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Steve Russell

Mountains of the Moon

A photographic exploration of the Rwenzori Mountains
Showing at the Royal Geographical Society (with the Institute of British Geographers)
1 Kensington Gore, London SW7 2AR
5th Febuary – 17th April 2019


Monday-Friday 10:00 – 17:00
Saturdays 10:00 – 16:00


Described by Henry Morton Stanley on first sight as ‘appearing like a beautiful cloud or mirage’ the Rwenzori Mountains between Uganda and the DRC are like nowhere else on earth. One of the highest mountain ranges on the African continent and supporting an amazingly diverse, endemic flora and fauna, they are also some of the only mountains in Africa to support glaciers.


Glacier retreat, first photographed in 1906 by Vittorio Sella who accompanied HRH Prince Luigi Amedeo of Savoy, Duke of the Abruzzi on his expedition to the area, is now disturbingly apparent.


The Rwenzoris are relatively unexplored, with less than a thousand people per year reaching the summit, Mount Stanley’s Margherita Peak. Photographer Steve Russell’s images of these fragile landscapes reveal a bittersweet quality, highlighting the threat of climate change and the critically important need to conserve the Rwenzori’s precious landscapes.

Now Showing: Celebrating 30 Years – Saturday 17th November ongoing


The year 1988 saw the beginnings of the World Wide Web, the publication of Salman Rushdie’s Satanic Verses and the inclusion of Ping Pong into the Olympics. In addition to all this and much more, it saw the start of High Definition Processing, as Steve Russell Studios was then known. We invite you to share our celebrations and to view a carefully chosen series of 30 images spanning Steve’s career so far.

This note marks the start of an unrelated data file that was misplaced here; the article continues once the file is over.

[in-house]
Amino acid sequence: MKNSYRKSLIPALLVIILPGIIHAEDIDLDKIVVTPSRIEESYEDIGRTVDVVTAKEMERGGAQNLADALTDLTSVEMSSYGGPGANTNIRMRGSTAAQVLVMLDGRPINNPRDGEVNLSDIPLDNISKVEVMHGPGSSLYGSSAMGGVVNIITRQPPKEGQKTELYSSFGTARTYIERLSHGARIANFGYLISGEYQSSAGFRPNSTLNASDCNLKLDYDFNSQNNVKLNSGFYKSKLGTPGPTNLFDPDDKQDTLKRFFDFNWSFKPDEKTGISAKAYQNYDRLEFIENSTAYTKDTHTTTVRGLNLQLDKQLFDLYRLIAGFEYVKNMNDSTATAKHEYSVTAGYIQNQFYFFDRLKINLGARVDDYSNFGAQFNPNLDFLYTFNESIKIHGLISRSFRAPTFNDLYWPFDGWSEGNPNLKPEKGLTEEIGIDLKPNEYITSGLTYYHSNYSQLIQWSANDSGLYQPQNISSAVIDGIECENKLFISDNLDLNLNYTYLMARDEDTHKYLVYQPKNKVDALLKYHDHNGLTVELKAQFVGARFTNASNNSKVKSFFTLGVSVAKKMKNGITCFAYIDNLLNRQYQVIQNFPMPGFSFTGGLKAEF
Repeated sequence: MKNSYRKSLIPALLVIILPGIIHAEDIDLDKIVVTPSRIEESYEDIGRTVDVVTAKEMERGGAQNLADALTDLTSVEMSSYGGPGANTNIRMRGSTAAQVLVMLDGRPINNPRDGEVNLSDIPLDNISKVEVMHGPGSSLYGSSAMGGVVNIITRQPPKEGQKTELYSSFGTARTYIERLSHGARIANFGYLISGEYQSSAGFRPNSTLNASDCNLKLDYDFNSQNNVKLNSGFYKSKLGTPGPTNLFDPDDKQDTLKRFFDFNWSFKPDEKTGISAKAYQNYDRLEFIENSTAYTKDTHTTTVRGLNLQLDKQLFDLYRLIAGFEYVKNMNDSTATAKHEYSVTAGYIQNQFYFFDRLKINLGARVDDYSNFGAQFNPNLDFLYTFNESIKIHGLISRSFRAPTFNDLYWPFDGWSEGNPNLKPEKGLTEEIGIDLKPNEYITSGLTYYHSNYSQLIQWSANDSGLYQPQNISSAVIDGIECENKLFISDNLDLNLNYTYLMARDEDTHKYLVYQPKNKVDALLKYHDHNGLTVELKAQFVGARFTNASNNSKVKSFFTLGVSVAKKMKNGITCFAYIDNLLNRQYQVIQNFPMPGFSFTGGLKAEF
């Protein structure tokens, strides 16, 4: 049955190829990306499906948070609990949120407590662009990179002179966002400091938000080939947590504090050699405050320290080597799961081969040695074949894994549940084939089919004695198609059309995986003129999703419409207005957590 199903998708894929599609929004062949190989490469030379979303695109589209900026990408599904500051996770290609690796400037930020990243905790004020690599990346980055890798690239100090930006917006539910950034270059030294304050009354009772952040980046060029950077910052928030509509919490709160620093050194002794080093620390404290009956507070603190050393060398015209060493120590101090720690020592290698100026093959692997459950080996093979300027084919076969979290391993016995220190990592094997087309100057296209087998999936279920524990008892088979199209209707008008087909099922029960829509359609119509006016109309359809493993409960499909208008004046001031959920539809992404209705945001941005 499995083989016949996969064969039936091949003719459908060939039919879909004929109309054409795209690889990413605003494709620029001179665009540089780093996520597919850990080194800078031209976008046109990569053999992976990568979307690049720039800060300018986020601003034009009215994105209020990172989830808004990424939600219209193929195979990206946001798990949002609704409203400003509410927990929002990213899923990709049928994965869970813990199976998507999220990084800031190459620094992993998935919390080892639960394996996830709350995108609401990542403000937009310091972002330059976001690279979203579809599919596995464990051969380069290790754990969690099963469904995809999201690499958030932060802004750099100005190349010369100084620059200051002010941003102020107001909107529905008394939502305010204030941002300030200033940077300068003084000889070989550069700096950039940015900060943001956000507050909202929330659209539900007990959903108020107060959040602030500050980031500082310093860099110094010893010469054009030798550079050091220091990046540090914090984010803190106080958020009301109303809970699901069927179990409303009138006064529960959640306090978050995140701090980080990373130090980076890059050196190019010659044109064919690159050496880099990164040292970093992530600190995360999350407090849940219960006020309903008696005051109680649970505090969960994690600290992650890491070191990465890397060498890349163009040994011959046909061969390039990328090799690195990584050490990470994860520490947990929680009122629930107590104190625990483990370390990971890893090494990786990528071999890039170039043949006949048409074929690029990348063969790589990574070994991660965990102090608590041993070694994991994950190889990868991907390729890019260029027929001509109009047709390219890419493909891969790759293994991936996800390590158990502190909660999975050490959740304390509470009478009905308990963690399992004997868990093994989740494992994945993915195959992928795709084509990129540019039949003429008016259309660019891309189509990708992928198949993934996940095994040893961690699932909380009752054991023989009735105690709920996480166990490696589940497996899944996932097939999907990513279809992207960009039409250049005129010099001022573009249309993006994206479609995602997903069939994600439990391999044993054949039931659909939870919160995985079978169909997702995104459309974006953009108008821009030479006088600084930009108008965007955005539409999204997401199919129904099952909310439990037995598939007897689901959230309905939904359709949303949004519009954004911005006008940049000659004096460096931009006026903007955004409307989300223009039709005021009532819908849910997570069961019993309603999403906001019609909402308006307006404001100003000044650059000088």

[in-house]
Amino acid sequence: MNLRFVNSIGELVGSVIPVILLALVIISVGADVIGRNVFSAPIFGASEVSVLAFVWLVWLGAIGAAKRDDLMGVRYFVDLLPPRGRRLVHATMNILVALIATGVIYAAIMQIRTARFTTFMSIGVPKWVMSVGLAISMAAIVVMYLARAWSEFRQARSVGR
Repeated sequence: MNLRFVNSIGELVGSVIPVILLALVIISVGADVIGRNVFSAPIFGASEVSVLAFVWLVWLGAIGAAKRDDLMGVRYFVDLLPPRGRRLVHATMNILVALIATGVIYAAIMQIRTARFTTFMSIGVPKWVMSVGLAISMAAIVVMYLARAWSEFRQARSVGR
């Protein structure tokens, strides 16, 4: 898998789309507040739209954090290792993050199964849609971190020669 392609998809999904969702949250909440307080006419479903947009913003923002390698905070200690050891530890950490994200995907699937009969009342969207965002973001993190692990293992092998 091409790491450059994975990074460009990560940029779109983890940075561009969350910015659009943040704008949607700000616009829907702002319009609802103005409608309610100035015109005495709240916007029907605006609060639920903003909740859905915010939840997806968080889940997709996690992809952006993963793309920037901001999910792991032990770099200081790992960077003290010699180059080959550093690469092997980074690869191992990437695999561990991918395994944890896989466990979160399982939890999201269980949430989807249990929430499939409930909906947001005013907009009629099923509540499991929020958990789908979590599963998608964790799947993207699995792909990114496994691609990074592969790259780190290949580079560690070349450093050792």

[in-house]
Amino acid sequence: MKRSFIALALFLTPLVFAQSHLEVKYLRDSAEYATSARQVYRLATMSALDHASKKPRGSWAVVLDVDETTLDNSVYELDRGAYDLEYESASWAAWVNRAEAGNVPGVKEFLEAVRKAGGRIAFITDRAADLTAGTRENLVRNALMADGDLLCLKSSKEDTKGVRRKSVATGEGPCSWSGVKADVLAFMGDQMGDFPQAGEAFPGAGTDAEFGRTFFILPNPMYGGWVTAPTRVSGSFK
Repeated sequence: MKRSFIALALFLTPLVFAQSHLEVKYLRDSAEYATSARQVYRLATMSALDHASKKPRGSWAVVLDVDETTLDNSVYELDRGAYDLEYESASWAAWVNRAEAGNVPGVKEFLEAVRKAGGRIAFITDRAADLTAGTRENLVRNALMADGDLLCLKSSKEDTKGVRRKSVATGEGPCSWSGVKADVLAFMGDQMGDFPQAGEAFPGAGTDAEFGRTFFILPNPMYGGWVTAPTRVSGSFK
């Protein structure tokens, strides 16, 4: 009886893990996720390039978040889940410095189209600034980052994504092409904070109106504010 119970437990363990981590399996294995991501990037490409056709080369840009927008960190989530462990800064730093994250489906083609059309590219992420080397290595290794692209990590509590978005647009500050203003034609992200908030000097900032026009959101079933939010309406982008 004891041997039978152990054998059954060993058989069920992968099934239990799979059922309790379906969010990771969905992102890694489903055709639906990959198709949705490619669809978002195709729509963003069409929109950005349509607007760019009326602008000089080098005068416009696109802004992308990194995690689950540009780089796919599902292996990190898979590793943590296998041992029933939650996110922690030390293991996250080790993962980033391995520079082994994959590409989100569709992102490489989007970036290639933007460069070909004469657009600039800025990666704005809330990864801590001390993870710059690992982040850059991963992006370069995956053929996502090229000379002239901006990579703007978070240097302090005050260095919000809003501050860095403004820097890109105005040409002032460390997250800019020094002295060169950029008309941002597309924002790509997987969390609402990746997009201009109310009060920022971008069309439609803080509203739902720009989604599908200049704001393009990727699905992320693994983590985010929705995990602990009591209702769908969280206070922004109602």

Mountains of the Moon – Steve Russell Gallery, August 18th – 9th November 2018

One of the highest mountain ranges on the African continent and supporting an amazingly diverse, endemic flora and fauna, the Rwenzori mountains in Uganda and Congo take their lunar reference from a description by the early astronomer Claudius Ptolemy. “Mountains of the Moon” is a photographic tribute by Steve Russell, who has explored this region over the last several years in order to record it in all its guises. Hasselblads are known as the Rolls-Royce of cameras – because of their phenomenal quality these cameras and lenses were chosen by NASA to record the lunar landings in 1969.

Now Russell, together with his collaborators and travel companions Claude Koenig and Rungwe Kingdon, has taken the ‘blad to the Mountains of the Moon, boldly going where no Hasselblad has gone before. Five thousand metres up the Rwenzori Mountains, with their glaciers, rocky outcrops and unique varieties of plants and animals are like nowhere else on Earth.

This range was first photographed in 1906, when iItalian photographer Vittorio Sella accompanied Luigi Amedeo, Duke of Abruzzi, on an expedition to document and record the mountains and surrounding areas. Sella was particularly interested in the glaciers and his photographs of these, prompting Ansel Adams to describe them as ‘inspiring a definitely religious awe’. Russell’s photographs when compared to Sella’s reveal to us the gravity of the effects of climate change, exposing as they do the awful extent to which the ice has retreated. This collection of compelling images accompanies an exhibition, where some of the multi-shot panoramas have been painstakingly stitched together and printed at monumental size in exquisite, cinematic detail, allowing the viewer as close an opportunity as is possible remotely, to experience these mountains in their full beauty and grandeur.

This show collects a varied and colourful assortment of African birds together.